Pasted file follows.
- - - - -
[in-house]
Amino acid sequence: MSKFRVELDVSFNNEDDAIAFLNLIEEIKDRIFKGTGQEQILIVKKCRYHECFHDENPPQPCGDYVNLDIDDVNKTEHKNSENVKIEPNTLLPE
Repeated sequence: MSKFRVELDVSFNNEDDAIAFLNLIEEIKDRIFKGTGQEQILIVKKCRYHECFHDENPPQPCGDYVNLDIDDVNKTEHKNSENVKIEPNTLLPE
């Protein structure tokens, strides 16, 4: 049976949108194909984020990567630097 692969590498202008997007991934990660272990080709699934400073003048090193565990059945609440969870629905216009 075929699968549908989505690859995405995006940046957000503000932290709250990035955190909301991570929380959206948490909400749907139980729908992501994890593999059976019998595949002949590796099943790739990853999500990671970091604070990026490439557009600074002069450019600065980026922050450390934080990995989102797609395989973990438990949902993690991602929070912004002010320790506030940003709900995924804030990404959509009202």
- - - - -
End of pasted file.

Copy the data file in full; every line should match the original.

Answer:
[in-house]
Amino acid sequence: MSKFRVELDVSFNNEDDAIAFLNLIEEIKDRIFKGTGQEQILIVKKCRYHECFHDENPPQPCGDYVNLDIDDVNKTEHKNSENVKIEPNTLLPE
Repeated sequence: MSKFRVELDVSFNNEDDAIAFLNLIEEIKDRIFKGTGQEQILIVKKCRYHECFHDENPPQPCGDYVNLDIDDVNKTEHKNSENVKIEPNTLLPE
């Protein structure tokens, strides 16, 4: 049976949108194909984020990567630097 692969590498202008997007991934990660272990080709699934400073003048090193565990059945609440969870629905216009 075929699968549908989505690859995405995006940046957000503000932290709250990035955190909301991570929380959206948490909400749907139980729908992501994890593999059976019998595949002949590796099943790739990853999500990671970091604070990026490439557009600074002069450019600065980026922050450390934080990995989102797609395989973990438990949902993690991602929070912004002010320790506030940003709900995924804030990404959509009202």